Reference : Effects of basal and acute cortisol on cognitive flexibility in an emotional task swi...
Scientific journals : Article
Social & behavioral sciences, psychology : Animal psychology, ethology & psychobiology
http://hdl.handle.net/10993/37583
Effects of basal and acute cortisol on cognitive flexibility in an emotional task switching paradigm in men
English
Dierolf, Angelika mailto [University of Luxembourg > Faculty of Language and Literature, Humanities, Arts and Education (FLSHASE) > Integrative Research Unit: Social and Individual Development (INSIDE) >]
Arlt, Lea Esther []
Roelofs [Radboud Universiteit Nijmegen > Donders Centre for Cognitive Neuroimaging (DCCN)]
Kölsch, Monika []
Hülsemann, Mareike mailto [Université de Fribourg > Kognitive Biopsychologie und Methoden]
Schächinger, Hartmut mailto [Universität Trier > Institut für Psychobiologie, Abteilung für Klinische Psychophysiologie]
Naumann, Ewald mailto [Universität Trier > Psychologie; Institut für Psychobiologie]
May-2016
Hormones and Behavior
Academic Press
81
12-19
Yes (verified by ORBilu)
International
0018-506X
1095-6867
San Diego
CA
[en] Executive function ; Cognitive control ; cogntivie flexibility ; Emotional task switch ; Cortisol ; Non-genomic ; Exogenous cortisol ; Cortisol-awakening response ; Basal cortisol
[en] The stress hormone cortisol is assumed to influence cognitive functions. While cortisol-induced alterations of declarative memory in particular are well-investigated, considerably less is known about its influence on executive functions. Moreover, most research has been focused on slow effects, and rapid non-genomic effects have not been studied. The present study sought to investigate the impact of acute cortisol administration as well as basal cortisol levels on cognitive flexibility, a core executive function, within the non-genomic time frame. Thirty-eight healthy male participants were randomly assigned to intravenously receive either cortisol or a placebo before performing a task switching paradigm with happy and angry faces as stimuli. Cortisol levels were measured at six points during the experiment. Additionally, before the experiment, basal cortisol measures for the cortisol awakening response were collected on three consecutive weekdays immediately following awakening and 30, 45, and 60 min after. First and foremost, results showed a pronounced impact of acute and basal cortisol on reaction time switch costs, particularly for angry faces. In the placebo group, low basal cortisol was associated with minimal switch costs, whereas high basal cortisol was related to maximal switch costs. In contrast, after cortisol injection, basal cortisol levels showed no impact. These results show that cognitive flexibility-enhancing effects of acute cortisol administration are only seen in men with high basal cortisol levels. This result supports the context dependency of cortisol administration and shows the relevance of taking basal cortisol levels into account.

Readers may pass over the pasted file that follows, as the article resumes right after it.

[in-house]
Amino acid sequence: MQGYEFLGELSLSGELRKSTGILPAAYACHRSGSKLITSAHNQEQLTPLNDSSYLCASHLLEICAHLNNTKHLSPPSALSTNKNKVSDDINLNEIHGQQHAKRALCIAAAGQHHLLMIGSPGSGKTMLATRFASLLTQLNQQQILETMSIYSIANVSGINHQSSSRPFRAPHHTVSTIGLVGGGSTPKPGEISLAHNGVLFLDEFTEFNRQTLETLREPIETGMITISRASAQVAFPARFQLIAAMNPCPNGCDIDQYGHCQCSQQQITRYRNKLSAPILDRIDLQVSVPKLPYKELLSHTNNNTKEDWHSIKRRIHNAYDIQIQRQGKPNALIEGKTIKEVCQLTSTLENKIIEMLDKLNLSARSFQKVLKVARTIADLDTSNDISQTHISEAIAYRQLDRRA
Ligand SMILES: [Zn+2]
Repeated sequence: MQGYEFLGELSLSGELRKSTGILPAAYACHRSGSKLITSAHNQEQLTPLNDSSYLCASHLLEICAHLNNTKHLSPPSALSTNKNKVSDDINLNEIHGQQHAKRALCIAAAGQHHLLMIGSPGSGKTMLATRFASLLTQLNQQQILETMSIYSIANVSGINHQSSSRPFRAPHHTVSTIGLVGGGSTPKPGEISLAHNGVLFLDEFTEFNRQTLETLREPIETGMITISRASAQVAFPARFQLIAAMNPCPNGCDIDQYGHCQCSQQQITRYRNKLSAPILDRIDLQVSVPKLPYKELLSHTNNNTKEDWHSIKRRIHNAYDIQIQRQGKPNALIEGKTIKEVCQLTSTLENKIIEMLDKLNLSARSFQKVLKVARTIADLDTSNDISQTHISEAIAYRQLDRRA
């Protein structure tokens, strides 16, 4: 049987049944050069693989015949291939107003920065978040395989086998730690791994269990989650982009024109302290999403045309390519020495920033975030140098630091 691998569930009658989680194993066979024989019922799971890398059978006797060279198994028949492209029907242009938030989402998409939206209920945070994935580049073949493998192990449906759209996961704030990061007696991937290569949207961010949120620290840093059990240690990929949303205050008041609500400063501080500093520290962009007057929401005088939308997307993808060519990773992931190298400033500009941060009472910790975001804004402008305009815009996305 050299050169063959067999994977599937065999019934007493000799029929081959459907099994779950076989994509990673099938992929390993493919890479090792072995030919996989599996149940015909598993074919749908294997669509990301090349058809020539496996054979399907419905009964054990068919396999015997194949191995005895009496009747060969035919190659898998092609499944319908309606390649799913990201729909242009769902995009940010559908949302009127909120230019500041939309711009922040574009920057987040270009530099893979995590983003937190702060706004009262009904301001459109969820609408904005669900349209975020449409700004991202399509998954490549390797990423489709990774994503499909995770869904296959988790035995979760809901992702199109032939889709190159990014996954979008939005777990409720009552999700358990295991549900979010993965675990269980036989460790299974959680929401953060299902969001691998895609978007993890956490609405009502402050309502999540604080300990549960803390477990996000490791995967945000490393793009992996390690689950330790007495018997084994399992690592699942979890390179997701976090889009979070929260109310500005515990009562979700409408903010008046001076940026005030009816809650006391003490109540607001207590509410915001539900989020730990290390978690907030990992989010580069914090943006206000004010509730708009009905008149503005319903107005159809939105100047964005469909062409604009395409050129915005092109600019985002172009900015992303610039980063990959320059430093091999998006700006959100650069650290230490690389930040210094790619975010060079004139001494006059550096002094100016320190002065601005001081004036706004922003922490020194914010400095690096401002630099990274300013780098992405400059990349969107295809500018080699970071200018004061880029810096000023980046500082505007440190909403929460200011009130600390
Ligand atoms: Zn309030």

Universität Trier, Psychologie, Psychophysiologisches Labor
International Research Training Group: “The Psychoneuroendocrinology of Stress” of the Deutsche Forschungsgemeinschaft (DFG; GRK1389/1, Project H) and by the Research Focus “Psychobiology of Stress” within the research initiative of the state Rhineland-Palatinate by the Ministry of Science
Researchers
http://hdl.handle.net/10993/37583
10.1016/j.yhbeh.2016.02.002
http://www.sciencedirect.com/science/article/pii/S0018506X16300964
The original publication is available at http://www.sciencedirect.com/science/article/pii/S0018506X16300964

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